Sunday, January 25, 2015

Yeah--another carabao!  This is the front half

Here's the proud owner/handler--they were too close to capture in one shot
Today we attended a small ward in Calumagan, an area south of Bacolod.  When we pulled up, the lone vehicle in the parking lot, young men and women came out to welcome us and they thanked us for coming to visit them.  As the members and investigators trickled in, several women hugged me and I leaned down and was kissed on the cheek.
Calaumuangan parking lot
While attending Sunday School, the Primary children were next door and sang in loud clear voices, “I am Trying to Be Like Jesus” and “We are as the army of Helaman”.  There is no piano or music, so the tune and rhythm vary. . but I love their energy and singing in English.    
Motorycyle with a relaxed passenger and cargo stashed below
Yesterday driving, we noticed most of the traffic lights out, today that continued with a full blown brown out.  The electricity stopped abruptly around 7:30 am and returned after 5:00 pm.  Even in Calumagan, an area outside of Bacolod. . Brown out!  It was a nice overcast, drizzly day, so the heat wasn’t too bad.

This week has been a wakeup call in humility.  Being humble is not my strong point; I like to see the ending before it happens.  (Yes I always read the conclusion of a book first).  The Lord has blessed the Philippines Bacolod Mission greatly.  It has been a busy week; there is a lot going on in the mission.  We feel the Lord’s hand and care!  We are so honored and blessed to associate with the fine missionaries serving here and their continued desire to press forward and serve their Heavenly Father.  We were able to attend some trainings by the Assistants to the Presidents and Zone Leaders. . “Faith in the Lord Jesus Christ”.  It was wonderful!  We love the scripture from  Proverbs 3:5-6:  “Trust in the Lord with all thine heart; and lean not unto thine own understanding. In all thy ways acknowledge him, and he shall direct thy paths.”
Murcia Baptism with Elders Barangay and Lowe
Yesterday we were able to be with Elder Barangay and Elder Lowe.  This is Elder Barangay’s last week in the mission field.  We love Elder Barangay, his spirit is strong and he has a testimony that has grown.  His family has been blessed as he has served.   We attended their baptism.  A husband and wife, two children of member mother, a grown daughter of member mother and a young man with member friends.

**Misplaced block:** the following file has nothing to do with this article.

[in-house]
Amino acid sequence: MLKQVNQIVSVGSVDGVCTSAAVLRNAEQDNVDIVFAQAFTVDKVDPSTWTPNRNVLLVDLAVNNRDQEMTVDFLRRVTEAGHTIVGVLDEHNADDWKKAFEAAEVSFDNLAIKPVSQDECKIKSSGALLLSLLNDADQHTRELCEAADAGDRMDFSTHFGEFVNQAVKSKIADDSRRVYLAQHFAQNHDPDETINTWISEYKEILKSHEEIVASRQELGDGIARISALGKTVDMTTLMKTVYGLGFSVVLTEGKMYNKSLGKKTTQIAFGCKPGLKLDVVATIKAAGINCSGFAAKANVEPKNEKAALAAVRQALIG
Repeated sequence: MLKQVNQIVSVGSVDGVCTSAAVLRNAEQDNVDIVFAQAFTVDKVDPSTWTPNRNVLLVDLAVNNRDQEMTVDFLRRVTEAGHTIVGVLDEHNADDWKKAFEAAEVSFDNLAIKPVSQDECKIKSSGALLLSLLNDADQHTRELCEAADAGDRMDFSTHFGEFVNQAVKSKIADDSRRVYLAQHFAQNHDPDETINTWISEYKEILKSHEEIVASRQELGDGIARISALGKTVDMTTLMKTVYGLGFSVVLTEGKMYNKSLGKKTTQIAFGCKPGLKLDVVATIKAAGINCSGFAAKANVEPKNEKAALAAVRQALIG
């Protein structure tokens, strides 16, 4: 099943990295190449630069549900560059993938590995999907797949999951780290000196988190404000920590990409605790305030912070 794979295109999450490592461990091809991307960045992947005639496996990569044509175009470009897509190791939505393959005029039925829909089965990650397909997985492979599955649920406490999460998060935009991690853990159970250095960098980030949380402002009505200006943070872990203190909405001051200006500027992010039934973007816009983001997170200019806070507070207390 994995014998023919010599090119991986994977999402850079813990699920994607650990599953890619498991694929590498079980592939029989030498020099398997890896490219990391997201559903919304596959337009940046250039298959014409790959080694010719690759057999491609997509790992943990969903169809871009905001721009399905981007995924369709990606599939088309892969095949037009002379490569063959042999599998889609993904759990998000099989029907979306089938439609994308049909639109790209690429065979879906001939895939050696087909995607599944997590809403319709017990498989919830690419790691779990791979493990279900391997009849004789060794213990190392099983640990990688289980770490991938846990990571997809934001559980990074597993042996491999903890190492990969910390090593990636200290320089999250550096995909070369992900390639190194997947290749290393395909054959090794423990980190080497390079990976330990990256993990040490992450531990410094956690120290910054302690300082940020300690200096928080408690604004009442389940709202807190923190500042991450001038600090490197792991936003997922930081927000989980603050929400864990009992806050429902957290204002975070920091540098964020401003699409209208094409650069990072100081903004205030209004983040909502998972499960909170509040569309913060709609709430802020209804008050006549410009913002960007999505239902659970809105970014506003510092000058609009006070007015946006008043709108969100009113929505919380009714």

We are grateful for the opportunity to serve as the Lord has blessed us far more than the little we have given.
Jackfruit is the largest tree-born fruit in the world. It can reach 36 inches long and 20 inches wide! it's growing near our apartment--some have a protective covering neighbors have placed on it.

Sunday, January 18, 2015

Yeah, and you expected what?

George and I have just returned from taking Elder Shayne M. Bowen (of the Seventy) to the airport.  We were honored to be his chauffeur as we traveled to meetings and Stake Conference in Bago Saturday and Sunday.  Bago is a city South of Bacolod with a population of about 160,000 people.  Elder Bowen is a counselor in the area presidency of the Philippines.
A nice park where we enjoyed a nice walk along the ocean
Yesterday we had a couple of hours before being needed back at the Church (Elder Bowen was in meetings) so we walked along an inlet of ocean.  There was a cement path and we enjoyed the cool air.  Yes the temperature was actually cool.  Later we saw missionaries (there are 20 in this area) and they were saying how cold it was.  Okay 79 degrees isn’t exactly cold, but it was cool.  Today these same missionaries were complaining of the heat!
Boys playing basketball on left and a rock game on right
I enjoyed watching some young boys playing some sort of game that seemed to have rules and a purpose.  The only requirement was a rock tossed with an expectation and there were physical maneuvers.  It seems that our (U.S.) culture is so caught up in having the latest toys, etc. to be contented—and here were poor boys who had nothing, yet seemed to be happy and having fun.
Children coming in on the small ferry
We watched a small boat ferry people from one side of the inlet to the other.  Although the boat was small and the handler steered the boat well through the wind and the waves, there were no life jackets.  There were also people having picnics; rice and fried chicken is always a treat.
Interesting sign up in the park
Later at the adult meeting when they announced Elder Bowen to be the speaker, he whispered to the Stake President who then invited George and me to bear our testimonies.  When I was speaking Elder Bowen leaned over to George and said, “There is no free lunch”.